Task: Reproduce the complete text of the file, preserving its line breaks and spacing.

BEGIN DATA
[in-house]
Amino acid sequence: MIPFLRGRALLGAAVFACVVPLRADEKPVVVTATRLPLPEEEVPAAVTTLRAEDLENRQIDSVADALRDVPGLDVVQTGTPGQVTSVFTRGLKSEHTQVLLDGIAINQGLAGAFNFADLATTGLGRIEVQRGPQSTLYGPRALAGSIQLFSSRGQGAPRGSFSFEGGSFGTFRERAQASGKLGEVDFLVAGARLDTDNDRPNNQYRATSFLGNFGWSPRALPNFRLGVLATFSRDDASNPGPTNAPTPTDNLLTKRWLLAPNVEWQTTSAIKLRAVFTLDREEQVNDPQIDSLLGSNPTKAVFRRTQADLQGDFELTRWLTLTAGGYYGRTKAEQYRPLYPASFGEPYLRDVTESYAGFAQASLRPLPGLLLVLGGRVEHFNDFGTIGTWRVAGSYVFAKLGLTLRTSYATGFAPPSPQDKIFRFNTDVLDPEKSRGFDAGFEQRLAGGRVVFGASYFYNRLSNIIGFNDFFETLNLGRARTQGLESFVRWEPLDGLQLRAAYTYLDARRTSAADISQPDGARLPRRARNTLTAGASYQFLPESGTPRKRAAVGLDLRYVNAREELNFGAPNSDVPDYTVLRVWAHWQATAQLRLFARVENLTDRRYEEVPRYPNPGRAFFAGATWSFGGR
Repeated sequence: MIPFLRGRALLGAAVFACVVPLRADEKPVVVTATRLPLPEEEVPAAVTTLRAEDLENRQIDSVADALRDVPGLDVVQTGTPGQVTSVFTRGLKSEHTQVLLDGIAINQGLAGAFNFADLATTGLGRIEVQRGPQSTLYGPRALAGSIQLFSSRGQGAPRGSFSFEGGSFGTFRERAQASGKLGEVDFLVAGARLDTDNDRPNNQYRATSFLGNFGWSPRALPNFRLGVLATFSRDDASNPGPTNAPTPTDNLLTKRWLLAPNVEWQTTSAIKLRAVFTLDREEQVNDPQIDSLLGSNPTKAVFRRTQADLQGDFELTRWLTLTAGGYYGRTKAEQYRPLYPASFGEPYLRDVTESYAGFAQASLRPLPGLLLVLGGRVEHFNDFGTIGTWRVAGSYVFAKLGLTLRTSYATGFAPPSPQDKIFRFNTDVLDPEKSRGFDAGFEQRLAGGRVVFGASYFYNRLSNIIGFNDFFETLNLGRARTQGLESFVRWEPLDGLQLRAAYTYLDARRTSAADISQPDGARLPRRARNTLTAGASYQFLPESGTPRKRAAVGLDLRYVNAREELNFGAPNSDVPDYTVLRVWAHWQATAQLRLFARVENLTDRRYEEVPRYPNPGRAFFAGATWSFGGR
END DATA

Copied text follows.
[in-house]
Amino acid sequence: MIPFLRGRALLGAAVFACVVPLRADEKPVVVTATRLPLPEEEVPAAVTTLRAEDLENRQIDSVADALRDVPGLDVVQTGTPGQVTSVFTRGLKSEHTQVLLDGIAINQGLAGAFNFADLATTGLGRIEVQRGPQSTLYGPRALAGSIQLFSSRGQGAPRGSFSFEGGSFGTFRERAQASGKLGEVDFLVAGARLDTDNDRPNNQYRATSFLGNFGWSPRALPNFRLGVLATFSRDDASNPGPTNAPTPTDNLLTKRWLLAPNVEWQTTSAIKLRAVFTLDREEQVNDPQIDSLLGSNPTKAVFRRTQADLQGDFELTRWLTLTAGGYYGRTKAEQYRPLYPASFGEPYLRDVTESYAGFAQASLRPLPGLLLVLGGRVEHFNDFGTIGTWRVAGSYVFAKLGLTLRTSYATGFAPPSPQDKIFRFNTDVLDPEKSRGFDAGFEQRLAGGRVVFGASYFYNRLSNIIGFNDFFETLNLGRARTQGLESFVRWEPLDGLQLRAAYTYLDARRTSAADISQPDGARLPRRARNTLTAGASYQFLPESGTPRKRAAVGLDLRYVNAREELNFGAPNSDVPDYTVLRVWAHWQATAQLRLFARVENLTDRRYEEVPRYPNPGRAFFAGATWSFGGR
Repeated sequence: MIPFLRGRALLGAAVFACVVPLRADEKPVVVTATRLPLPEEEVPAAVTTLRAEDLENRQIDSVADALRDVPGLDVVQTGTPGQVTSVFTRGLKSEHTQVLLDGIAINQGLAGAFNFADLATTGLGRIEVQRGPQSTLYGPRALAGSIQLFSSRGQGAPRGSFSFEGGSFGTFRERAQASGKLGEVDFLVAGARLDTDNDRPNNQYRATSFLGNFGWSPRALPNFRLGVLATFSRDDASNPGPTNAPTPTDNLLTKRWLLAPNVEWQTTSAIKLRAVFTLDREEQVNDPQIDSLLGSNPTKAVFRRTQADLQGDFELTRWLTLTAGGYYGRTKAEQYRPLYPASFGEPYLRDVTESYAGFAQASLRPLPGLLLVLGGRVEHFNDFGTIGTWRVAGSYVFAKLGLTLRTSYATGFAPPSPQDKIFRFNTDVLDPEKSRGFDAGFEQRLAGGRVVFGASYFYNRLSNIIGFNDFFETLNLGRARTQGLESFVRWEPLDGLQLRAAYTYLDARRTSAADISQPDGARLPRRARNTLTAGASYQFLPESGTPRKRAAVGLDLRYVNAREELNFGAPNSDVPDYTVLRVWAHWQATAQLRLFARVENLTDRRYEEVPRYPNPGRAFFAGATWSFGGR